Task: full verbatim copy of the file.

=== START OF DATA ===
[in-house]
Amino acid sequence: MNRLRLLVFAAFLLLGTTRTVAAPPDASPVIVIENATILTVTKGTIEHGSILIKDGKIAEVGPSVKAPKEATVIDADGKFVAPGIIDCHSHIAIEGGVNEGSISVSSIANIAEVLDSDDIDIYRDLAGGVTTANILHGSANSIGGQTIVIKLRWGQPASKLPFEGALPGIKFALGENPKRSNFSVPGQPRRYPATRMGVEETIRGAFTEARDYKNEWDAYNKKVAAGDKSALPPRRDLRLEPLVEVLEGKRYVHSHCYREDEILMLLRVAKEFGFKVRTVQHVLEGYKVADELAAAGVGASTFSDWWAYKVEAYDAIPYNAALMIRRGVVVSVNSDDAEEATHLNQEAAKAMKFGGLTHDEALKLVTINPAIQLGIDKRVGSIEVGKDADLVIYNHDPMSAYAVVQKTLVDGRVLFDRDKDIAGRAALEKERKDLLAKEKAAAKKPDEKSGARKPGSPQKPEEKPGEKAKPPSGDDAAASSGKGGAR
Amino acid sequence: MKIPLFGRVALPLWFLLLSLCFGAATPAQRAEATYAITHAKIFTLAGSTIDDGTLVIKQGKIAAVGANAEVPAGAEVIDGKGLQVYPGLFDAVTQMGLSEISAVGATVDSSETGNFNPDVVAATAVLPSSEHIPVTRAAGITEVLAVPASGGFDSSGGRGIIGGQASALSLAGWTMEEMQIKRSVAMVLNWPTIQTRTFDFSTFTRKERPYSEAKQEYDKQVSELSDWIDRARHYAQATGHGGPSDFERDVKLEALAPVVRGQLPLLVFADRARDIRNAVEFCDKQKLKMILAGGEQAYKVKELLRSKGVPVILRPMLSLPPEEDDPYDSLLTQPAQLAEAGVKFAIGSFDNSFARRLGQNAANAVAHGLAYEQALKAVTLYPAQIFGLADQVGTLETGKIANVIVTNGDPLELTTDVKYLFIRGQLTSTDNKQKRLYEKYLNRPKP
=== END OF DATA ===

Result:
[in-house]
Amino acid sequence: MNRLRLLVFAAFLLLGTTRTVAAPPDASPVIVIENATILTVTKGTIEHGSILIKDGKIAEVGPSVKAPKEATVIDADGKFVAPGIIDCHSHIAIEGGVNEGSISVSSIANIAEVLDSDDIDIYRDLAGGVTTANILHGSANSIGGQTIVIKLRWGQPASKLPFEGALPGIKFALGENPKRSNFSVPGQPRRYPATRMGVEETIRGAFTEARDYKNEWDAYNKKVAAGDKSALPPRRDLRLEPLVEVLEGKRYVHSHCYREDEILMLLRVAKEFGFKVRTVQHVLEGYKVADELAAAGVGASTFSDWWAYKVEAYDAIPYNAALMIRRGVVVSVNSDDAEEATHLNQEAAKAMKFGGLTHDEALKLVTINPAIQLGIDKRVGSIEVGKDADLVIYNHDPMSAYAVVQKTLVDGRVLFDRDKDIAGRAALEKERKDLLAKEKAAAKKPDEKSGARKPGSPQKPEEKPGEKAKPPSGDDAAASSGKGGAR
Amino acid sequence: MKIPLFGRVALPLWFLLLSLCFGAATPAQRAEATYAITHAKIFTLAGSTIDDGTLVIKQGKIAAVGANAEVPAGAEVIDGKGLQVYPGLFDAVTQMGLSEISAVGATVDSSETGNFNPDVVAATAVLPSSEHIPVTRAAGITEVLAVPASGGFDSSGGRGIIGGQASALSLAGWTMEEMQIKRSVAMVLNWPTIQTRTFDFSTFTRKERPYSEAKQEYDKQVSELSDWIDRARHYAQATGHGGPSDFERDVKLEALAPVVRGQLPLLVFADRARDIRNAVEFCDKQKLKMILAGGEQAYKVKELLRSKGVPVILRPMLSLPPEEDDPYDSLLTQPAQLAEAGVKFAIGSFDNSFARRLGQNAANAVAHGLAYEQALKAVTLYPAQIFGLADQVGTLETGKIANVIVTNGDPLELTTDVKYLFIRGQLTSTDNKQKRLYEKYLNRPKP